“This work not only allows you to let go of presumptions but actually learn to embrace a place because of the people - that’s a true testament of culture and who we are - the people.”
There are the daytrippers, and then there are the people who live here. These groups look different, have different incomes, and there’s a lower level of expectations for New Orleans residents. But Leavoy and her colleagues at DFER don’t accept the dichotomy without a fight.
Maacah’s magazine is making space where there previously was none. Not only is belladonna magazine Birmingham’s first fashion magazine, it’s the first black-owned fashion publication to be released nationally in years. What prompted her to create this publication amidst the inertia of the local fashion industry?
Amy Stelly believes affluence in New Orleans is what affects the racial divides. That’s still apparent today, as you scroll through Craigslist to find temporary housing in the city. The rentals available in neighborhoods like Uptown and the Garden District go for almost twice the amount per room as the rentals in Treme, or the 7th Ward. Amy’s family moved into the Treme neighborhood after the first years of her life were spent Uptown, a traditionally white part of town.
And really, New Orleans does not need your fear. We need the world to do more than see us a trashcan filled with panhandlers they can tour for a weekend in the early spring. We need the country to see us in its future, so we can prepare for it.
The question: Who is telling the stories of changemakers in the American South?
The answer, six months later, is what we hoped it would be: We are.
With the readiness and zeal of the biergarten’s goat mascot, James and his team have launched the Airr brand to success. Now, he hopes to do the same for entrepreneurs all over Montgomery, even the ones who don’t know they are entrepreneurs yet.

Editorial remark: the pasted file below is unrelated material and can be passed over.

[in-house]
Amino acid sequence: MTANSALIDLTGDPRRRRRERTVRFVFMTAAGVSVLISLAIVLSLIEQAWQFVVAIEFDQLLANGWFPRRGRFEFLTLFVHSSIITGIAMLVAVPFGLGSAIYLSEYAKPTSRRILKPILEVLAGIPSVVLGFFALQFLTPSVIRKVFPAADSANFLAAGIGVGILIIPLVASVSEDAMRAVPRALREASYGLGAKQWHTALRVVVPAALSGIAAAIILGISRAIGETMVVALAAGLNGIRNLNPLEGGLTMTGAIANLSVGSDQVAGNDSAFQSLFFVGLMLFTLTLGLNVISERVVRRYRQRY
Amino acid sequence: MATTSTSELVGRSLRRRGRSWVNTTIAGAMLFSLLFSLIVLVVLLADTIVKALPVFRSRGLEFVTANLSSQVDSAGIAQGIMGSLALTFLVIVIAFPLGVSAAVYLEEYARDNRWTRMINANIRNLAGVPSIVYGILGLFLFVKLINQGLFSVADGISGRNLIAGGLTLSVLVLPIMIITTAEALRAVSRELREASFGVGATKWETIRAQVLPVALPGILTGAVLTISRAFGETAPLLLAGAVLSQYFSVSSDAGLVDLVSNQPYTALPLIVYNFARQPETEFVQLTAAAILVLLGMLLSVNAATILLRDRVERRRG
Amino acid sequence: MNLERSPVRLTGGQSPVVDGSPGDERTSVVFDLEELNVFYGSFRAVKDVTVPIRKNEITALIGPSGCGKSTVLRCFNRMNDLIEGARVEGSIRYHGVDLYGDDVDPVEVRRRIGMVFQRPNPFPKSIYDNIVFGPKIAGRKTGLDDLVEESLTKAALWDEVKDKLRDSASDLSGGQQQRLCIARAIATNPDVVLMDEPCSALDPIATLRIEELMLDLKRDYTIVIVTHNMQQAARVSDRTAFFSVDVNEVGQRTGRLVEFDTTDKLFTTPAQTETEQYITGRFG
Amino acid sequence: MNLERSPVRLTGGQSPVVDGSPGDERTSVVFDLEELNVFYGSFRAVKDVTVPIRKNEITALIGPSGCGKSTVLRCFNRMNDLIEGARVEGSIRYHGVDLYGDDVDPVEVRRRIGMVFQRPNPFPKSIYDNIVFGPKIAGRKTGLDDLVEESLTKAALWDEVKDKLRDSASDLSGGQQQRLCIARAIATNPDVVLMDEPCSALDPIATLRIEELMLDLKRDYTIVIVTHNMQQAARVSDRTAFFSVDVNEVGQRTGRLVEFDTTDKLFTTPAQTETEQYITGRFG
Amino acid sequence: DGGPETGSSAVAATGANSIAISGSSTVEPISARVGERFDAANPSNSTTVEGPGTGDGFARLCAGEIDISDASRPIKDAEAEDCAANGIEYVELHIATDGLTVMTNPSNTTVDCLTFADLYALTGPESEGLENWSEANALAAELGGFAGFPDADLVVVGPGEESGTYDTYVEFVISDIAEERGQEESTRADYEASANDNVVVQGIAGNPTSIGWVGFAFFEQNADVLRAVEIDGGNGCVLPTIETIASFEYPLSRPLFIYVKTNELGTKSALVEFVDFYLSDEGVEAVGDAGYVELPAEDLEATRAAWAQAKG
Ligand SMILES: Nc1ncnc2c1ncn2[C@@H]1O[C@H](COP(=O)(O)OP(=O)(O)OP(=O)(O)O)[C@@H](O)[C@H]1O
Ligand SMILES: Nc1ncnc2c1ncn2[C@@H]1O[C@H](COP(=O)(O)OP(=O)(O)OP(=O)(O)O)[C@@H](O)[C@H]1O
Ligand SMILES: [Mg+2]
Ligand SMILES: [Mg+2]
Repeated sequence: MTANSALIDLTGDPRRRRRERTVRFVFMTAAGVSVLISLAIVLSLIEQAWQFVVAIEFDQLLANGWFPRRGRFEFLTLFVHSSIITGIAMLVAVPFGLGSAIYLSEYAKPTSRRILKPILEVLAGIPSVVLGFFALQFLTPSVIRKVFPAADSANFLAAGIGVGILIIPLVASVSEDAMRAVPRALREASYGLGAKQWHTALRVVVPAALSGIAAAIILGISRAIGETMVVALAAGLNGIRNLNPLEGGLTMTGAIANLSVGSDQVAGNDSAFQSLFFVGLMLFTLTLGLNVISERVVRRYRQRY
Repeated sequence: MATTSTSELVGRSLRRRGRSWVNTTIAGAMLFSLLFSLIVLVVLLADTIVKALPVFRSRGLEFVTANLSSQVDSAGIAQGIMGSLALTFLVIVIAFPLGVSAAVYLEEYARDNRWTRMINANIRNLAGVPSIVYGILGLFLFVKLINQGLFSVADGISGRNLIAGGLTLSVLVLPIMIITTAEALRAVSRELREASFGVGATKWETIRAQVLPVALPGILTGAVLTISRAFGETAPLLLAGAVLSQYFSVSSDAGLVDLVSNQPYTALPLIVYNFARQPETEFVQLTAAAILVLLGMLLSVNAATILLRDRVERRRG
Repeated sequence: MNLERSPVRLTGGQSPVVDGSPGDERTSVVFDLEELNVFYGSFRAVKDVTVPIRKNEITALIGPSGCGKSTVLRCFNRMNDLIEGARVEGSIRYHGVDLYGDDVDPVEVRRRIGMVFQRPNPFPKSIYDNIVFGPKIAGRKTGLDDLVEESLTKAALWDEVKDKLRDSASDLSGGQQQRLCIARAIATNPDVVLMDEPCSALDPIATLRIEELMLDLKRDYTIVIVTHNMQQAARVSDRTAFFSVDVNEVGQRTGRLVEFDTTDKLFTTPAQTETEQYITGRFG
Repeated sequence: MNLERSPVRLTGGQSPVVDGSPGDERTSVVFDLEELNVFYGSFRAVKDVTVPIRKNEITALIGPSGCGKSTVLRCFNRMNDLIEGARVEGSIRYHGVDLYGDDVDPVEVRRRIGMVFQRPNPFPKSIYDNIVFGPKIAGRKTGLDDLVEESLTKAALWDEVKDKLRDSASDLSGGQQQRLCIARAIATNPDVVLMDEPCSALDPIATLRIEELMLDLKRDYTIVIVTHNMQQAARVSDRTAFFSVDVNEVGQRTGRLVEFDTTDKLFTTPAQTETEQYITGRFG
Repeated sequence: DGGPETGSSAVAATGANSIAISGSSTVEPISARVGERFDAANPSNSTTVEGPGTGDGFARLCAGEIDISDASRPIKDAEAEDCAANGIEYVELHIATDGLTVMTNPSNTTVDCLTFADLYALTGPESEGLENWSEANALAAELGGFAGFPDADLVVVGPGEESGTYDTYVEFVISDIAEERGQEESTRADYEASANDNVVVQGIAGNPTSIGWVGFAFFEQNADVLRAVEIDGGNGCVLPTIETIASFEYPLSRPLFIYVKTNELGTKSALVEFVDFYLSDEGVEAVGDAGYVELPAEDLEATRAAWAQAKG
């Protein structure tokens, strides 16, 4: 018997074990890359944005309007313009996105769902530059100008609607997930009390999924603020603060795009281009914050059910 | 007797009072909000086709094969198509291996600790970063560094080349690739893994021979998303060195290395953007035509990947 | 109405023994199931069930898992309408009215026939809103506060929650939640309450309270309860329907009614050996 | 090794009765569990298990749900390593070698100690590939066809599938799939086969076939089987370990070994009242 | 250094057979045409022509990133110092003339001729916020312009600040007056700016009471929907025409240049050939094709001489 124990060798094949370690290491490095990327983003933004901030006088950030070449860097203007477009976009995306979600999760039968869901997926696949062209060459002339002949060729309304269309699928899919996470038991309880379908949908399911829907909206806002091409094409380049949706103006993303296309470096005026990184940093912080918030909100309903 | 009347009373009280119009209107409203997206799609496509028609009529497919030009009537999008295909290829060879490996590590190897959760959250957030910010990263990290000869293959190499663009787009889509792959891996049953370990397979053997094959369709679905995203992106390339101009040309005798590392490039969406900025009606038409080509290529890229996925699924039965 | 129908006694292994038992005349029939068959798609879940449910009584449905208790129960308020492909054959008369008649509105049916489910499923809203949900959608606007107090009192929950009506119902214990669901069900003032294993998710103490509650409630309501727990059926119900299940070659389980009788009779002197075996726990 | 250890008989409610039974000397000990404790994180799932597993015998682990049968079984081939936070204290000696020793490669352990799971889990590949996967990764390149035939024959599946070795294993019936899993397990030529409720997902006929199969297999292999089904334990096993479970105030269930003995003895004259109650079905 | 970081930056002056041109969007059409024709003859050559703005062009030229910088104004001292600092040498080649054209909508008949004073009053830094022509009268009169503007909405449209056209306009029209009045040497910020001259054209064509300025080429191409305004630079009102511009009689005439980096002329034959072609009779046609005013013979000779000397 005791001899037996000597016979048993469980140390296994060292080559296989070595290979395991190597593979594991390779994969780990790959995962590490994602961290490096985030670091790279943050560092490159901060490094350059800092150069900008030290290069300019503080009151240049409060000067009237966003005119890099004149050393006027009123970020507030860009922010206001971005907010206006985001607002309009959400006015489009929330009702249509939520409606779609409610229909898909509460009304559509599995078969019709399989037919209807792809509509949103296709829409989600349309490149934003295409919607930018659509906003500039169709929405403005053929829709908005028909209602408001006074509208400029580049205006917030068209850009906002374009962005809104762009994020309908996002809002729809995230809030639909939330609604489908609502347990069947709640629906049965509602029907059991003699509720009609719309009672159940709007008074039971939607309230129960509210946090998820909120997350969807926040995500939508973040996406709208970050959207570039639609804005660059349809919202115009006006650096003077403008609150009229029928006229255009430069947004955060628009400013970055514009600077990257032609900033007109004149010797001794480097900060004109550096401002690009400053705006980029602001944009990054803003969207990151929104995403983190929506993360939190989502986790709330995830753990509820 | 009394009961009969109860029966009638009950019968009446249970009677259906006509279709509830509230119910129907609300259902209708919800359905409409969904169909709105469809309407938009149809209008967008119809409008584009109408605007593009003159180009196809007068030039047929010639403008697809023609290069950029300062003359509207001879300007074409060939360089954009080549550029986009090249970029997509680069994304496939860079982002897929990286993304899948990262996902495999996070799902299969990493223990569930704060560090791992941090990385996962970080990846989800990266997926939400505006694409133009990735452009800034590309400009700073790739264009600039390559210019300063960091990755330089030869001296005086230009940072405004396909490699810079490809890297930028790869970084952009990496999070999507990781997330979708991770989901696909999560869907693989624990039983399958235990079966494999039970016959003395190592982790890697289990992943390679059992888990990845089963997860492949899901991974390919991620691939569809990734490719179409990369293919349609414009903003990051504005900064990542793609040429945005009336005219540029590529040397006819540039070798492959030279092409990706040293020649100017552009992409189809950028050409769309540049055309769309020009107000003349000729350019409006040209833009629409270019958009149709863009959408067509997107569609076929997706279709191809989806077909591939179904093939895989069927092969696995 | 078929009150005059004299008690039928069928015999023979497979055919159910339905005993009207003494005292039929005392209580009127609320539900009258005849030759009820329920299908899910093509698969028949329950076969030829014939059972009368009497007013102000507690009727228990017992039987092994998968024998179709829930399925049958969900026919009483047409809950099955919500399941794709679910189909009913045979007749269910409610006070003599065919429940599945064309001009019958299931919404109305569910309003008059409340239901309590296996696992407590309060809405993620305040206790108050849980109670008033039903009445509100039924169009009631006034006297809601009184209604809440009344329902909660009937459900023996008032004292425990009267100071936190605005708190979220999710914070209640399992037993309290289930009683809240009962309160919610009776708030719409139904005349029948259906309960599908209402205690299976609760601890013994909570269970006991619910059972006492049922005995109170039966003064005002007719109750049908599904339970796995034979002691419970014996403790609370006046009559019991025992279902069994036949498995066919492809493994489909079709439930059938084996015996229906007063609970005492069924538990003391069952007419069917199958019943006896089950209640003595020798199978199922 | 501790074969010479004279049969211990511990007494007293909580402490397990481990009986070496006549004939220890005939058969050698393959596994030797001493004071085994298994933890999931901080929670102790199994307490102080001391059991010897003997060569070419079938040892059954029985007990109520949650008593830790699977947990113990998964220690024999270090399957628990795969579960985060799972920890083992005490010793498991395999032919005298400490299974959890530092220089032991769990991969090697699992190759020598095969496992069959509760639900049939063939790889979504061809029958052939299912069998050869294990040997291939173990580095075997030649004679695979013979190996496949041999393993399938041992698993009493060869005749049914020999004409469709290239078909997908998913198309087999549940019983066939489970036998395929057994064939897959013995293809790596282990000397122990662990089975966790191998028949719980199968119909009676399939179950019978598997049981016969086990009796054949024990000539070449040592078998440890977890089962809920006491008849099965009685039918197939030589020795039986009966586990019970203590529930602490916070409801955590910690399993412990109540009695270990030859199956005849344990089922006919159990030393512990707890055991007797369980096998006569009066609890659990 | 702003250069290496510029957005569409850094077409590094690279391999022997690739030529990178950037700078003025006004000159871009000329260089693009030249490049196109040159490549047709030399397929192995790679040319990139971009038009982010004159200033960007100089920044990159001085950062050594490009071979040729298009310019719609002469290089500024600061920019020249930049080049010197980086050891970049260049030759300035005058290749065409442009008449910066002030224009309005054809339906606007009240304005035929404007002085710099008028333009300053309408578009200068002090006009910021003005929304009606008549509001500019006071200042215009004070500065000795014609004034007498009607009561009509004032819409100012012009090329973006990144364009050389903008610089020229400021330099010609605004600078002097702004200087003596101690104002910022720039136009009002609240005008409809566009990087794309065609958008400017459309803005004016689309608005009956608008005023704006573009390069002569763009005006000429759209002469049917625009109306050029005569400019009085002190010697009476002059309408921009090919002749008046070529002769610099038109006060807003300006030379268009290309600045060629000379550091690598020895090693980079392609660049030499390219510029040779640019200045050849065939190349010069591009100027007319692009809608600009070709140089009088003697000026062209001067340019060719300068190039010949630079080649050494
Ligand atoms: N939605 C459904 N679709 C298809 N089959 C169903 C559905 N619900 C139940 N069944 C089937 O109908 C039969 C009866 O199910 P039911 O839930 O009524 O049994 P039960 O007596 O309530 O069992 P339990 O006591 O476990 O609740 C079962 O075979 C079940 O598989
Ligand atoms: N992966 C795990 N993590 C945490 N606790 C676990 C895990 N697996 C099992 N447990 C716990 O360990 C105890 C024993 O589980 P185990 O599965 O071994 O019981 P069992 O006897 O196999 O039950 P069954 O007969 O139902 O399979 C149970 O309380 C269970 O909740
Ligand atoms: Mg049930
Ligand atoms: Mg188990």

In a majority black city with a 30% underemployment rate where 18-30 year olds comprise the highest low-income demographic, Monique is doing something extraordinary. As a young black woman entrepreneur, she’s paving the way for others to follow their dreams while showing them how to get there by being an example herself.
They're educating the South's future game changers while trying to still fix a broken education system student by student. They're confronting the present while building the future. Read more to learn how Taylor and Nicole are stepping up and stepping out.
The conditions for nonprofit growth in Montgomery are grim, but hardy people like Charles and his partner Jonathan Peterson (JP) show us that nonprofits can thrive regardless of the systemic barriers to funding that stand in their way.
Folks from pro-choice advocates, state legislators, college students, and anti-choicers know her as the pink-haired, pro-choice woman. And while that is part of her identity, there’s so much more to it. She’s also a soldier and a strategist. Her battle? Protecting reproductive rights in the heart of Alabama. Montgomery’s own Reproductive Rights Warrior.
Adrienne’s story represents faith, family, and the plight of those who dare to run at our most pressing challenges head on. She is Southern and she is here to stay.
You’re going to know how deeply he cares about the success of students before he even tells you who he is. (And you’ll already have agreed to be a part of the cause before you realize you don’t know his first name.)
As a black woman and Alabama native whose number one priority is loving others, Erin has quite a story. A story that, thankfully for the rest of the world, is far from over.
The legacy of the Civil Rights Movement lives through the city and in our conversation I began to realize how much of it lives through Jordan.
When you meet Ashley, you notice immediately how effortless her charisma seems. She is invitingly confident and has the sort of laughter that shakes a room.
"I want everyone here today, as we think about each of our identities and roles that we claim, to think about if ‘feminist’ is one of those identities. and if it isn’t, i encourage you to think about why that’s the case and why maybe it should be an identity you claim."